A week ago, Maine Democrat Zak Ringelstein wasn’t quite ready to consider himself a member of the Democratic Socialists of America, even if he appreciated the organization’s values and endorsement in his bid to become a U.S. senator.
Three days later, he told The Associated Press it was time to join up. He’s now the only major-party Senate candidate in the nation to be a dues-paying democratic socialist.
Ringelstein’s leap is the latest evidence of a nationwide surge in the strength and popularity of an organization that, until recently, operated on the fringes of the liberal movement’s farthest left flank. As Donald Trump’s presidency stretches into its second year, democratic socialism has become a significant force in Democratic politics. Its rise comes as Democrats debate whether moving too far left will turn off voters.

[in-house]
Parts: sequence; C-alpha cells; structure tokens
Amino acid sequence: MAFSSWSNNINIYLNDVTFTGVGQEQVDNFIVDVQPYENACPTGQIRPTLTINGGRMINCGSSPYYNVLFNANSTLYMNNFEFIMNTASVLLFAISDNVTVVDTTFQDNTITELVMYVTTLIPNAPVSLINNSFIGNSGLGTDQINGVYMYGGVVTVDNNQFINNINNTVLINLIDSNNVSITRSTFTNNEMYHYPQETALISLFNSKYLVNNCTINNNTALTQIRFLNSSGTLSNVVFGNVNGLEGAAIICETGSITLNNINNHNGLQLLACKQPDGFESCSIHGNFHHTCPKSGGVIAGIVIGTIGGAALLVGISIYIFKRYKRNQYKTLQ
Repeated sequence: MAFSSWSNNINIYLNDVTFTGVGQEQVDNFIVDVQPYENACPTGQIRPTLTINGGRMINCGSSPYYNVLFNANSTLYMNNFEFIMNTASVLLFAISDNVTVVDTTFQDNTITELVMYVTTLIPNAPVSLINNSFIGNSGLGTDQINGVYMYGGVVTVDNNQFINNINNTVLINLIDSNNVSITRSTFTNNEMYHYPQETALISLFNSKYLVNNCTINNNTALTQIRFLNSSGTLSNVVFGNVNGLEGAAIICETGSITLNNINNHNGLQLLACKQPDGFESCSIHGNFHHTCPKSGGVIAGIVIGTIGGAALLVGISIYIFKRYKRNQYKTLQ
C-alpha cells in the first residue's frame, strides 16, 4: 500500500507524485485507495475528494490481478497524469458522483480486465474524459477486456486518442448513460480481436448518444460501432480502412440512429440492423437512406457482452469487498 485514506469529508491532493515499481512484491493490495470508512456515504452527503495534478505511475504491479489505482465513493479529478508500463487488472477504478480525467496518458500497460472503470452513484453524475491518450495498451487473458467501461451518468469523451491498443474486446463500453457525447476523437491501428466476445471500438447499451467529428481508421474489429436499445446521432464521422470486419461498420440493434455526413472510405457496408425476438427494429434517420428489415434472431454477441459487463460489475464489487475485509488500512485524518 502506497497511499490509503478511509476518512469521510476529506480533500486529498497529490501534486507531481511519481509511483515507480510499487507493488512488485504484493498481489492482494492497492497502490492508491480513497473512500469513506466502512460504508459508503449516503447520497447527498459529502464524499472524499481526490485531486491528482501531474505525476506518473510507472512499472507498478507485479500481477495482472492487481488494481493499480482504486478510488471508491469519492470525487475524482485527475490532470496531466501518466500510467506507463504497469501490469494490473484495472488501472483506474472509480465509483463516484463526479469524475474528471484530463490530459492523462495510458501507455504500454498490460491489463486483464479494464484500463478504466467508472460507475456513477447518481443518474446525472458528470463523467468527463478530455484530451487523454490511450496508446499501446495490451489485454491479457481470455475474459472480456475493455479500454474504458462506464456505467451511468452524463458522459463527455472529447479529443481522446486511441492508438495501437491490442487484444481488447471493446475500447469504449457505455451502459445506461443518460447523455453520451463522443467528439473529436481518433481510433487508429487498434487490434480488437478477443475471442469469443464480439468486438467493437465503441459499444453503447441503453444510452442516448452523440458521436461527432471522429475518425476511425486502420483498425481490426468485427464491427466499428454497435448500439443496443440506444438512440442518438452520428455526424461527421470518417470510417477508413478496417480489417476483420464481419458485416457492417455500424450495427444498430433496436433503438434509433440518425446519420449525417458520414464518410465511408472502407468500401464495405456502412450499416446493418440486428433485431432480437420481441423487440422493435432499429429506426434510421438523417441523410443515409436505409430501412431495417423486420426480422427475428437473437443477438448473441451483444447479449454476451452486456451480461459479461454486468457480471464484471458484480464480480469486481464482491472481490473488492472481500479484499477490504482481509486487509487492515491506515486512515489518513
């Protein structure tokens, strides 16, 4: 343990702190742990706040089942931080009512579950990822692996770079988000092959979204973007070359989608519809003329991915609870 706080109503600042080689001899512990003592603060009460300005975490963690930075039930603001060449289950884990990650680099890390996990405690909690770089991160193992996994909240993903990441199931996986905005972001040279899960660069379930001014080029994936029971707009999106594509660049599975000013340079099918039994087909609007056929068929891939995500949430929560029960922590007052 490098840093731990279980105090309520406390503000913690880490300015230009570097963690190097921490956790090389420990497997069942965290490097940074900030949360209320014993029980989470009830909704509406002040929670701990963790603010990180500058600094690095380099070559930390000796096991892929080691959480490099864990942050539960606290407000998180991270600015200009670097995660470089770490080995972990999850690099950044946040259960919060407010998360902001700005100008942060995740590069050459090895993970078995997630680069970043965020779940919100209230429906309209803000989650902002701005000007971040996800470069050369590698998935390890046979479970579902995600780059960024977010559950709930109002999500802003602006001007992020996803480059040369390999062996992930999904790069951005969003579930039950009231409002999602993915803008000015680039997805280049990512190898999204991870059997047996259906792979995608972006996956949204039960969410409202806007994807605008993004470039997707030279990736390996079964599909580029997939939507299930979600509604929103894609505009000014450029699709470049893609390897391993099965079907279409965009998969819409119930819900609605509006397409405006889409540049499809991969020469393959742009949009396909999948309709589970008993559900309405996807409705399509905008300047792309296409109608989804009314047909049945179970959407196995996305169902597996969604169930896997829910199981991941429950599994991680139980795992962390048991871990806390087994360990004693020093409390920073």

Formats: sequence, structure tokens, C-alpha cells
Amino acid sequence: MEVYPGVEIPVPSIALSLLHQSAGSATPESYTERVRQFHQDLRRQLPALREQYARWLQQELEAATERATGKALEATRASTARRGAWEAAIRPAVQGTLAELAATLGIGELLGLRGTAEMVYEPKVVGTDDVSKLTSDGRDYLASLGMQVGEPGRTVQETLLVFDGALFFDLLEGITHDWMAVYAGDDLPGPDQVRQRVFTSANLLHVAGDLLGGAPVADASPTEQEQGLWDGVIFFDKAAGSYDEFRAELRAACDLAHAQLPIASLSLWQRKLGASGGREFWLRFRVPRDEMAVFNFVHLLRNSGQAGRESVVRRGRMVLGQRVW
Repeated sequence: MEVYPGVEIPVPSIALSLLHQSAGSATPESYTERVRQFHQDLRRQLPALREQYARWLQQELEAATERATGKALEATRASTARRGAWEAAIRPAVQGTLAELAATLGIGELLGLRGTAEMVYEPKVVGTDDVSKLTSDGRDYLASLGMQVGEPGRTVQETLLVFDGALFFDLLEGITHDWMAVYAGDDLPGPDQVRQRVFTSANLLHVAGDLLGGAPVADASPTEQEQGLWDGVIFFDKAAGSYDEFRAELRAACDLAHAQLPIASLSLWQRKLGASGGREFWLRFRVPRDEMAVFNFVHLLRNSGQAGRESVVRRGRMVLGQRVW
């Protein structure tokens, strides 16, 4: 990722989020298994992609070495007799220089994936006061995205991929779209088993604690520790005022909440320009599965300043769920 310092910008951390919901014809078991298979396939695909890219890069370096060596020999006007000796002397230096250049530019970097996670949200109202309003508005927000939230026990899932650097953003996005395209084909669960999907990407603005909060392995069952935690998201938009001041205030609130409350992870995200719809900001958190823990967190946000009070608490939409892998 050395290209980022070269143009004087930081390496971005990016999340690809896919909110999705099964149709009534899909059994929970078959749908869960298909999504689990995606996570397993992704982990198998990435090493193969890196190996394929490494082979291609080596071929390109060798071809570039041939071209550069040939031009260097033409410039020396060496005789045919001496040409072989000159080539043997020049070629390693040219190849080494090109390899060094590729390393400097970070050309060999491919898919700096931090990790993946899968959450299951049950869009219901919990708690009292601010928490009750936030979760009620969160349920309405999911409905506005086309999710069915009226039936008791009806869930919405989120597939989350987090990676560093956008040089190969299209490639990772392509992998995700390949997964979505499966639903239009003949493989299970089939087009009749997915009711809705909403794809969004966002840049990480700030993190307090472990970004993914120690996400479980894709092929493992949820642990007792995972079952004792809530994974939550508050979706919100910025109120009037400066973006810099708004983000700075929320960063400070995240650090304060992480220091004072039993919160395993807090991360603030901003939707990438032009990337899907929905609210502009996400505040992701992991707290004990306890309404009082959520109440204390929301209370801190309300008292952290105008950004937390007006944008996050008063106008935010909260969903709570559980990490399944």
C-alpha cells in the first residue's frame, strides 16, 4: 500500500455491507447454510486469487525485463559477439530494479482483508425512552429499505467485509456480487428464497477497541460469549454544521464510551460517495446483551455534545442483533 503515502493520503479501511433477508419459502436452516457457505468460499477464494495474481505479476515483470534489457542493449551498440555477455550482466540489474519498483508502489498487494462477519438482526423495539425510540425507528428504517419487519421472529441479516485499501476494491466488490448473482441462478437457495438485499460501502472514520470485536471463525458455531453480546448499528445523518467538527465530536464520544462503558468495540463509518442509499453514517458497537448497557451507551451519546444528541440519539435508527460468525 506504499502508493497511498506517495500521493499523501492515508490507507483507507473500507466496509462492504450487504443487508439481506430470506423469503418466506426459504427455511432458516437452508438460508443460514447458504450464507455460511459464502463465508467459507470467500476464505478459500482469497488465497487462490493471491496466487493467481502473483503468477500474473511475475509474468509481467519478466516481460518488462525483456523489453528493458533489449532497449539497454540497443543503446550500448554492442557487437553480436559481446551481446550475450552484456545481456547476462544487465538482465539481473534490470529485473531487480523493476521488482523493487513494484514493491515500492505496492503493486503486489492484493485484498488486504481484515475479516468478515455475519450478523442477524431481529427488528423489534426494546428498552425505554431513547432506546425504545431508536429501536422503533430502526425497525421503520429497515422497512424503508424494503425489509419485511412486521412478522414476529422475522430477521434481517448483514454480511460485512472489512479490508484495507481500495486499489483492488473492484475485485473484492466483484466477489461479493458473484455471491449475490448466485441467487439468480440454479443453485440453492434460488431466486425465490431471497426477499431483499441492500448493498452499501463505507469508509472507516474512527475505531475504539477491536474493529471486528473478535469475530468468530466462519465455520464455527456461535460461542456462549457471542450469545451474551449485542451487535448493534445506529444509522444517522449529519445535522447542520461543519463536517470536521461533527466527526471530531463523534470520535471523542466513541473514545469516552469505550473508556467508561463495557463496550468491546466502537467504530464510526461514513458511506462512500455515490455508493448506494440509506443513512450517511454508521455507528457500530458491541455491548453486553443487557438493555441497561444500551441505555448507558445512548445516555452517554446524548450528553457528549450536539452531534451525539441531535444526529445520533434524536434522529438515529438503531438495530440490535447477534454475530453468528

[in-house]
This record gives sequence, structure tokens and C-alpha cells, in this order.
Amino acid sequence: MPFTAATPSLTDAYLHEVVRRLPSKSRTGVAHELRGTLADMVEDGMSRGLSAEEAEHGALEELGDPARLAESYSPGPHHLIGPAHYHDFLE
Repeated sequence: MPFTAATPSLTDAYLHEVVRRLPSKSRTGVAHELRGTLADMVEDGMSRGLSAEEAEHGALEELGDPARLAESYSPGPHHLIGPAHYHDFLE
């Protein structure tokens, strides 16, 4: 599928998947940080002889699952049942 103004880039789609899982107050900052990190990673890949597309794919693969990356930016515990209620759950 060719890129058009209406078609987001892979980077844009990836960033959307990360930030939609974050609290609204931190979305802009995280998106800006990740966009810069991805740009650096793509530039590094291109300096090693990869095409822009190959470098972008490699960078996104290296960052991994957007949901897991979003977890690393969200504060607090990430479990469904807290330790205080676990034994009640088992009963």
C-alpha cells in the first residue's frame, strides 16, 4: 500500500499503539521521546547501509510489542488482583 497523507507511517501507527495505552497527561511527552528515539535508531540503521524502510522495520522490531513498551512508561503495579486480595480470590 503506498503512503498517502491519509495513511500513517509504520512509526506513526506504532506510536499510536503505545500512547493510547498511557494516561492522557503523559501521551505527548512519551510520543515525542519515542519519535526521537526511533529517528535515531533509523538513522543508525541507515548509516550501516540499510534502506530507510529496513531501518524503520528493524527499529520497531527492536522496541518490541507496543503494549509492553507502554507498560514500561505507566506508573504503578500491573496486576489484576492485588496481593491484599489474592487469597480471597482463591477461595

“I stand with the democratic socialists, and I have decided to become a dues-paying member,” Ringelstein told AP. “It’s time to do what’s right, even if it’s not easy.”
There are 42 people running for offices at the federal, state and local levels this year with the formal endorsement of the Democratic Socialists of America, the organization says. They span 20 states, including Florida, Hawaii, Kansas and Michigan.
The most ambitious Democrats in Washington have been reluctant to embrace the label, even as they embrace the policies defining modern-day democratic socialism: Medicare for all, a $15 minimum wage, free college tuition and the abolition of the federal department of Immigration and Customs Enforcement, also known as ICE.